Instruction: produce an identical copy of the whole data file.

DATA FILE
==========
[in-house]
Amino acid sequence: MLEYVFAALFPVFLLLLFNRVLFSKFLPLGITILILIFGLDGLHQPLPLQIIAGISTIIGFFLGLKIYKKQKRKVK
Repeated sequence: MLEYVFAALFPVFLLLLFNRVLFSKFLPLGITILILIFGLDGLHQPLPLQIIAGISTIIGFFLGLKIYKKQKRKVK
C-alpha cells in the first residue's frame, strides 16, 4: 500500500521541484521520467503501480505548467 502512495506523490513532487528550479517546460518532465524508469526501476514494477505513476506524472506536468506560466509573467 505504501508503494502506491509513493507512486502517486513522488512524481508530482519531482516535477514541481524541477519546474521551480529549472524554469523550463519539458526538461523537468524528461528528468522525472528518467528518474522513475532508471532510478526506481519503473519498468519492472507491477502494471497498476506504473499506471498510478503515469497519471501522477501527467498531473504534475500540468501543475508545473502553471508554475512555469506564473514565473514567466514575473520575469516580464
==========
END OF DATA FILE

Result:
[in-house]
Amino acid sequence: MLEYVFAALFPVFLLLLFNRVLFSKFLPLGITILILIFGLDGLHQPLPLQIIAGISTIIGFFLGLKIYKKQKRKVK
Repeated sequence: MLEYVFAALFPVFLLLLFNRVLFSKFLPLGITILILIFGLDGLHQPLPLQIIAGISTIIGFFLGLKIYKKQKRKVK
C-alpha cells in the first residue's frame, strides 16, 4: 500500500521541484521520467503501480505548467 502512495506523490513532487528550479517546460518532465524508469526501476514494477505513476506524472506536468506560466509573467 505504501508503494502506491509513493507512486502517486513522488512524481508530482519531482516535477514541481524541477519546474521551480529549472524554469523550463519539458526538461523537468524528461528528468522525472528518467528518474522513475532508471532510478526506481519503473519498468519492472507491477502494471497498476506504473499506471498510478503515469497519471501522477501527467498531473504534475500540468501543475508545473502553471508554475512555469506564473514565473514567466514575473520575469516580464